FAYETTEVILLE -- Washington County officials plan to create an inventory for small tools, focus more on grants revenue and continue to trim budgets, said Carl Gales, chief of staff for the county judge.
"We are just being smarter purchasing," Gales said.
What’s the Public Works Committee?
Seven justices of the peace are appointed to the Public Works Committee, which has duties to review infrastructure maintenance and expansion. That includes roadwork and updates on county bridges.
Source: Washington County website
Gales told justices of the peace about a slew of issues -- ranging from repairs to bridges and roadwork to planned juvenile detention center renovations -- during the Public Works Committee on Monday. The county judge oversees 14 departments, including the Road Department.
Committee Chairman Harvey Bowman, a Republican representing northern Washington County, said he called the meeting to make sure justices of the peace have detailed information on what is going on "behind the scenes" within the county.
Gales and County Judge Joseph Wood have provided overviews of county business previously. However, Bowman said the items discussed Monday are in more detail. For example, the county took in about $3.5 million in grants last year, and staff have applied for another $1 million already this year, Bowman said.
The county also is working with the University of Arkansas for Medical Sciences to find a spot for the crisis stabilization units, which the state will fund at $1.5 million. Those units, which are meant to divert people with mental health issues away from the jail, will help reduce the number of inmates at the jail, Gales said. The county has three sites selected on its property currently leased to UAMS, he said.
Gales gave updates on road construction, too. For example, the Road Department graded about 1,500 miles of county road and paved about 60 miles with chip and seal last year. The department plans to pave 60 miles with chip and seal this year.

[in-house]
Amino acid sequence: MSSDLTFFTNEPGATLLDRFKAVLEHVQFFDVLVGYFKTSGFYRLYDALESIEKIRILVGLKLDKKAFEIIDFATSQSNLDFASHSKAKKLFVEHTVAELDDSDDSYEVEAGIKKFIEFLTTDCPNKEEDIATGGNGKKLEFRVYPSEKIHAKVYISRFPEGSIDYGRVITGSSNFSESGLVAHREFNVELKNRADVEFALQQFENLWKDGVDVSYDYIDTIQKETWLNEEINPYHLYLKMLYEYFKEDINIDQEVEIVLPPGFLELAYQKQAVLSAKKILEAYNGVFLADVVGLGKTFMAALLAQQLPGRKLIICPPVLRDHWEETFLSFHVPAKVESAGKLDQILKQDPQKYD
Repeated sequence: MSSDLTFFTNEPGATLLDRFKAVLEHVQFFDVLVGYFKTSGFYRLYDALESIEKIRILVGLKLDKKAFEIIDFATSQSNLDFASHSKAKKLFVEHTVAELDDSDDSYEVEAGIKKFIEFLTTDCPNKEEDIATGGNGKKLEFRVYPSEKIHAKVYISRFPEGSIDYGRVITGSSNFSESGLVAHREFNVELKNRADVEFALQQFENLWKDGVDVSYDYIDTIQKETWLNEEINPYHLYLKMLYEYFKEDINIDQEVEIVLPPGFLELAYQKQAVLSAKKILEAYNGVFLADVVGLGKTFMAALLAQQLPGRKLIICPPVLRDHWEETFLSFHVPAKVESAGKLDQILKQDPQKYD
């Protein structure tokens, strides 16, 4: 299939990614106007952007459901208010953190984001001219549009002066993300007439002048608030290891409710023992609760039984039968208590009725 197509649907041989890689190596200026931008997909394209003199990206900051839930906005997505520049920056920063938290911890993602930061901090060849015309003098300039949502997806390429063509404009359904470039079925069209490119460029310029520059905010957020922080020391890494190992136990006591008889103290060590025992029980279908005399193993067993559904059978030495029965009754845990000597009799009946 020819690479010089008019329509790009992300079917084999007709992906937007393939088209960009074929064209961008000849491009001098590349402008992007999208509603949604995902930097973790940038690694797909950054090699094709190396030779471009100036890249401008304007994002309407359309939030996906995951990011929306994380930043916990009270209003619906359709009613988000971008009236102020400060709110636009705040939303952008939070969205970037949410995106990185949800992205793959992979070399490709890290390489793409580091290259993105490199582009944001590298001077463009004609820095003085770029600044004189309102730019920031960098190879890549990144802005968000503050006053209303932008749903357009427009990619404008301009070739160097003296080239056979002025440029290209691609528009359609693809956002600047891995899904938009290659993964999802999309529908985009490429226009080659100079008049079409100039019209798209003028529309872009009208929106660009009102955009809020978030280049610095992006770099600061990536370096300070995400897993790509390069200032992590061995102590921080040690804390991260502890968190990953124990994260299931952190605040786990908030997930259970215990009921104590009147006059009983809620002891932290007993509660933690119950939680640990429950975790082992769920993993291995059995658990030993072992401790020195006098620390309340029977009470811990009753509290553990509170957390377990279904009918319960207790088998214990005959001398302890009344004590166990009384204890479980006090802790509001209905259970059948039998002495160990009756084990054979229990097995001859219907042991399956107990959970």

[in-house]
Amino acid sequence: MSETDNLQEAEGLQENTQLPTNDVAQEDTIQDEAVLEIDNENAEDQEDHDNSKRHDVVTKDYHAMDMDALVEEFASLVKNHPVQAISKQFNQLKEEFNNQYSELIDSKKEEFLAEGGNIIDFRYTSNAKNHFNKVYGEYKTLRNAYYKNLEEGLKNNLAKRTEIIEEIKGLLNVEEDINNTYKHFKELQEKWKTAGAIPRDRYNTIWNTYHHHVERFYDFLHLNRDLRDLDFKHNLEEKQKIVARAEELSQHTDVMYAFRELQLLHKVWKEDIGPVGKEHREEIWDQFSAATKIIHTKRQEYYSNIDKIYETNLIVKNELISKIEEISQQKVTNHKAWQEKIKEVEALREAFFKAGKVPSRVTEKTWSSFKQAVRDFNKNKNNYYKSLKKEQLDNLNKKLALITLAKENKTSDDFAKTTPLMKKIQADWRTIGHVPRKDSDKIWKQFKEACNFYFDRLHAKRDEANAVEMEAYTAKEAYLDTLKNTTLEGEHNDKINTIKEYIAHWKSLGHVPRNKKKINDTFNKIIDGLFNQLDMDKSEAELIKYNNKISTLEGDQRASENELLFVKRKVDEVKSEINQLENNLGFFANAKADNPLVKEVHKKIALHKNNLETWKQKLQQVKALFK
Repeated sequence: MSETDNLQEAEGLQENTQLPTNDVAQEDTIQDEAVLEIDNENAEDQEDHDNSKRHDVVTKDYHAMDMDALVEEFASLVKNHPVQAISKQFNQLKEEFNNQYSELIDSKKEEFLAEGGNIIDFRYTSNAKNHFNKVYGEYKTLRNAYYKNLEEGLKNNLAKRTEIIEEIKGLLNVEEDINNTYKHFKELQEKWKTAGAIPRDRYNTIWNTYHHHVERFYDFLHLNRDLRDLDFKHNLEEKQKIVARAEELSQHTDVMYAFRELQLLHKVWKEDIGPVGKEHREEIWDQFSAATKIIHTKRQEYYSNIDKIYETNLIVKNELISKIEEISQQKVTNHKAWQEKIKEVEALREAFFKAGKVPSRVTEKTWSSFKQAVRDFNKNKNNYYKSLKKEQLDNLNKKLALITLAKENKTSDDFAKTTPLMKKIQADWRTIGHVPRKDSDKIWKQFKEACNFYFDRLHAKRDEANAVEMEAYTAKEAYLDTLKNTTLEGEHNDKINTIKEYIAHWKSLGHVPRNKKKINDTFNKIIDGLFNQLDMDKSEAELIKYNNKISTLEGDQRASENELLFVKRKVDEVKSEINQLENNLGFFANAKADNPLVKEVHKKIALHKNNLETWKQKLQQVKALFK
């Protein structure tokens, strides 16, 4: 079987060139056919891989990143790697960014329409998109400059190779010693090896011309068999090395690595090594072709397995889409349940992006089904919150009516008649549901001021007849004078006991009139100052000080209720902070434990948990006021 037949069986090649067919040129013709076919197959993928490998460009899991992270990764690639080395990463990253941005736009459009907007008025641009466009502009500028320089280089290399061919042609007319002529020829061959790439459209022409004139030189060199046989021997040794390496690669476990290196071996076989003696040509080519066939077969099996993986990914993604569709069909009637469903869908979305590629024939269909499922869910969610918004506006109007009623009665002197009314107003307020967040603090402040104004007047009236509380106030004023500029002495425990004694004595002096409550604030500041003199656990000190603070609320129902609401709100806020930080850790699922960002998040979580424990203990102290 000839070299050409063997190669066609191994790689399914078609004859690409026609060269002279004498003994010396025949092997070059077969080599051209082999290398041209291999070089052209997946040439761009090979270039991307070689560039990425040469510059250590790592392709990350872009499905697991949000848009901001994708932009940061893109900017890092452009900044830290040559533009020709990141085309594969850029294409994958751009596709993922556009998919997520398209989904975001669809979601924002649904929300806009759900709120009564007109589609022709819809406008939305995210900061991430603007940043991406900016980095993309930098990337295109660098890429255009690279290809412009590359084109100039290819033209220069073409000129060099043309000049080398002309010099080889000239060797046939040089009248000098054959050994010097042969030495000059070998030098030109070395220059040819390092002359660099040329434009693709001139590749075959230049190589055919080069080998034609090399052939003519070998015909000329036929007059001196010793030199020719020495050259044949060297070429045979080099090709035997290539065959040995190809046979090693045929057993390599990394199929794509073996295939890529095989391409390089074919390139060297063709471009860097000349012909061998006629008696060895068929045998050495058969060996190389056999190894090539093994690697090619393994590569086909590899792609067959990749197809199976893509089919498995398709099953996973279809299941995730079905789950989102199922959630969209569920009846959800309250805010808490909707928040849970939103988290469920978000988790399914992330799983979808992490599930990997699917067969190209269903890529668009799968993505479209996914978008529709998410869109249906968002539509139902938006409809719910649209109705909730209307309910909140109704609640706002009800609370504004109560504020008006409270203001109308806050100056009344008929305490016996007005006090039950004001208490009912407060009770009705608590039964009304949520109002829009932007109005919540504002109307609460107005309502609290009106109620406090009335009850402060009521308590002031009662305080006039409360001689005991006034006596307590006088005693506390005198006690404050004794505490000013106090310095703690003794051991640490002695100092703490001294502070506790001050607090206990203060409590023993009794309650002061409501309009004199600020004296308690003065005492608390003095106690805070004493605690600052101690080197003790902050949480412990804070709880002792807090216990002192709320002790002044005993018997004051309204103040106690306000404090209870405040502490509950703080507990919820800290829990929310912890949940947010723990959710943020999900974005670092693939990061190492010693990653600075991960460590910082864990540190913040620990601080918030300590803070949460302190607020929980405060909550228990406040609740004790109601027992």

Meanwhile, county officials also will take inventory of tools under $500, Gales said.
Between the inventory and a review of county-issued cards some employees use to make purchases, officials expect to trim the budget, Gales said. The county spends about $500,000 through purchasing cards per year, Gales said. Some of those purchases are "trivial," like buying a bag of concrete instead of waiting on the purchasing department, Gales said.
"Those little items is what kills you when you're in business," Gales said.
The move to review purchase cards comes after former technology department Director John Adams was arrested in connection with theft of county property earlier this month. Adams had been placed on administrative leave in January.
Other projects Gales said are underway include fixing roads damaged from rain over the weekend, reviewing contracts set to expire to get better deals and continuing to help veterans get their benefits.
NW News on 02/27/2018
Print Headline: JPs review, get details on Washington County developments